Dillow-Taylor Funeral Home and Cremation Services

Bentleigh Marie Irene Scerba


Bentleigh Marie Irene Scerba, 7 month old daughter of Brandon Scerba and Brenda Brown, passed away at her home in Jonesborough to be with Jesus on December 27, 2020. She was preceded in death by her grandfather James Scerba, great-grandfather Harold Brown, and great, great-grandmother, Martha Crain.

Those left to cherish her memory are her parents, grandparents Mark and Tammy Brown of Jonesborough and Lisa Scerba of Grandview, TN; great-grandparents Tommy and Linda Crain of Telford and Jean Brown of Chuckey; special uncle Daniel Johnson and his daughter Victorria of Jonesborough; aunts Krystal, Britnee and Melanie Scerba all of Illinois. Several other great-aunts, uncles and cousins.

Special thanks to the doctors and nurses of Vanderbilt Children’s Hospital, James Brown of Nashville, Autumn Smith, Emilee Goins, and everyone for their prayers, love and support during this difficult time.

Visitation will be held at Dillow-Taylor Funeral Home on Wednesday, December 30, 2020, from 5:00 PM to 7:00 PM. The graveside service will be at noon on Thursday, December 31, 2020, at Maple Lawn Cemetery.

Pastor Lincoln Shelton will be officiating.

Pallbearers will be Meshach Parman, Tyler Shelton, Jake Riddle and Daniel Johnson.

Honorary Pallbearers will be Mark Brown, Tommy Crain and Scott Johnson.

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Leave an Eulogy or Condolence for Bentleigh Marie Irene Scerba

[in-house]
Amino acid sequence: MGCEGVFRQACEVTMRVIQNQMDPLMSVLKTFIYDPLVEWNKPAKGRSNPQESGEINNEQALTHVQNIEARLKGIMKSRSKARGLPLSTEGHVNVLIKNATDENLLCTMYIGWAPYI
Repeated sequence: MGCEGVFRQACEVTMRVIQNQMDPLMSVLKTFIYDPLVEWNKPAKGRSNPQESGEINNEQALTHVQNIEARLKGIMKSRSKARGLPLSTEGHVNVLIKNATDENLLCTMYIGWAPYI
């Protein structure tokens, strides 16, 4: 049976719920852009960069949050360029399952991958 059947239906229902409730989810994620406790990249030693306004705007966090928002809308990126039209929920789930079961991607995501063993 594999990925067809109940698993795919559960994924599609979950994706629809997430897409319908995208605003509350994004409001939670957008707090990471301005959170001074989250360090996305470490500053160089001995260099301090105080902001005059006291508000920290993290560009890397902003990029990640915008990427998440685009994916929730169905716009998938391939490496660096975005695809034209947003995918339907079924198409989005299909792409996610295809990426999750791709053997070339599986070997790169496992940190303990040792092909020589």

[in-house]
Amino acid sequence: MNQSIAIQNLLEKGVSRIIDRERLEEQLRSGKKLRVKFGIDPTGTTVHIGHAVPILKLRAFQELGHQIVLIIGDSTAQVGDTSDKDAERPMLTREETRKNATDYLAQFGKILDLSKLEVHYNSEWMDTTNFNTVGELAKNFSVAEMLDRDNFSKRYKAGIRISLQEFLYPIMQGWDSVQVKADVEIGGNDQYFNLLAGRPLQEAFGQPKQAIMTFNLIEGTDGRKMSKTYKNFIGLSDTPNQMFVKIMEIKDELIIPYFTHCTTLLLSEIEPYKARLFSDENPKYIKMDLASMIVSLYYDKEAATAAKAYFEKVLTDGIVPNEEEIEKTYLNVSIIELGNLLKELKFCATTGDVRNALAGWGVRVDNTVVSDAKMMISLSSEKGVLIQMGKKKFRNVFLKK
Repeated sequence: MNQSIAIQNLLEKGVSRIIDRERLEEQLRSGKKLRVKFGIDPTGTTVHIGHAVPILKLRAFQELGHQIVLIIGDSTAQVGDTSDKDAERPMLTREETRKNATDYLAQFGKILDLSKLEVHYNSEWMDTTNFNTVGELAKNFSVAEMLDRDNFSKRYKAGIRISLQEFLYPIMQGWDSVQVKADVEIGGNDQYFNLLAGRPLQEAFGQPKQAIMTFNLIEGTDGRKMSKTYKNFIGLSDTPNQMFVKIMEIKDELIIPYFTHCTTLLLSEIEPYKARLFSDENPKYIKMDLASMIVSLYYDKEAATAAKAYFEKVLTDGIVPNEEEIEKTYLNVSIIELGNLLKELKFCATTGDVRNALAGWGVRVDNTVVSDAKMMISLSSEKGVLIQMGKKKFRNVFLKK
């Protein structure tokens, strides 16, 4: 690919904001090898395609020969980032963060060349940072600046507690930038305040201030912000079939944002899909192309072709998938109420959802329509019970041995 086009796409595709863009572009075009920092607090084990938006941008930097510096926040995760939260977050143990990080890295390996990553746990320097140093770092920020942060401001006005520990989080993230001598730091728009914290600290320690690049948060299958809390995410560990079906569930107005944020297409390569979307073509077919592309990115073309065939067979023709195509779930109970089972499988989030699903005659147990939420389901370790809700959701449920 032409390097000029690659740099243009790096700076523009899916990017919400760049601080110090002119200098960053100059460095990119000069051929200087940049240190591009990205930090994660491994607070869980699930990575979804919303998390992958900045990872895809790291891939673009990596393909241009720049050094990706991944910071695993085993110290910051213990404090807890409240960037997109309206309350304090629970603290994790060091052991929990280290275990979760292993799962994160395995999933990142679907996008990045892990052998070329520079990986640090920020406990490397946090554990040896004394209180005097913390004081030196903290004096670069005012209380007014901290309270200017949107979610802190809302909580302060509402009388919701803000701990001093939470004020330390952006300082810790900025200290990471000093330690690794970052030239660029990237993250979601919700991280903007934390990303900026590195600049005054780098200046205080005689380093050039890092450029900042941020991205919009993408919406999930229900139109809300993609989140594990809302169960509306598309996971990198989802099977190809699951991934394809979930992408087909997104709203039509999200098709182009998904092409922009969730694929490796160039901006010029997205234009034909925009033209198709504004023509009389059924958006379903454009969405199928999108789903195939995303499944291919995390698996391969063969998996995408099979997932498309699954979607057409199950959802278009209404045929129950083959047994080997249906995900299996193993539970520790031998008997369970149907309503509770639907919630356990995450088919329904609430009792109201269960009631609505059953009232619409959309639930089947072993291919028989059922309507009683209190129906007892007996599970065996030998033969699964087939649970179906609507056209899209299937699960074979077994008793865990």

Sharon Luttrell
My condolences. You are in my thoughts and prayers. I can only imagine the pain and heartbreak I hope it gives you peace to know she is with papaw brown and is not suffering.
Savannah Brown Worley
Mark I so sorry to hear about your little one. You and your whole family are in my prayers. Love you all.. Your 1st Cousin and Uncle Charles Brown
James Brown
Time can lessen the hurt; the empty place we have can seem smaller as other things and experiences fill our life; we can forget for periods and feel as if our loved one didn't die; we can find sense in the death and understand that perhaps this death does fit into a bigger design in the world; we can learn to remember the good and hold on to that. But we cannot 'get over it,' because to get over it would mean we were not changed by the experience. It would mean we did not grow by the experience. It would mean that our loved one's death made no difference in our life. There is an interesting discussion in the Talmud, an ancient Jewish writing. Those Jews had the custom of rending their garments - literally tearing their clothes â€"to symbolize the ripping apart that death brings. But the question was raised, after the period of mourning, could you sew the garment up and use it again? The teachers answered yes, but when you mended it, you should not tuck the edges under so it would look as if it had never been torn. This symbolized the fact that life after grief is not the same as before. The rent will show.
Jackie Nelson
My thoughts and prayers are with you all.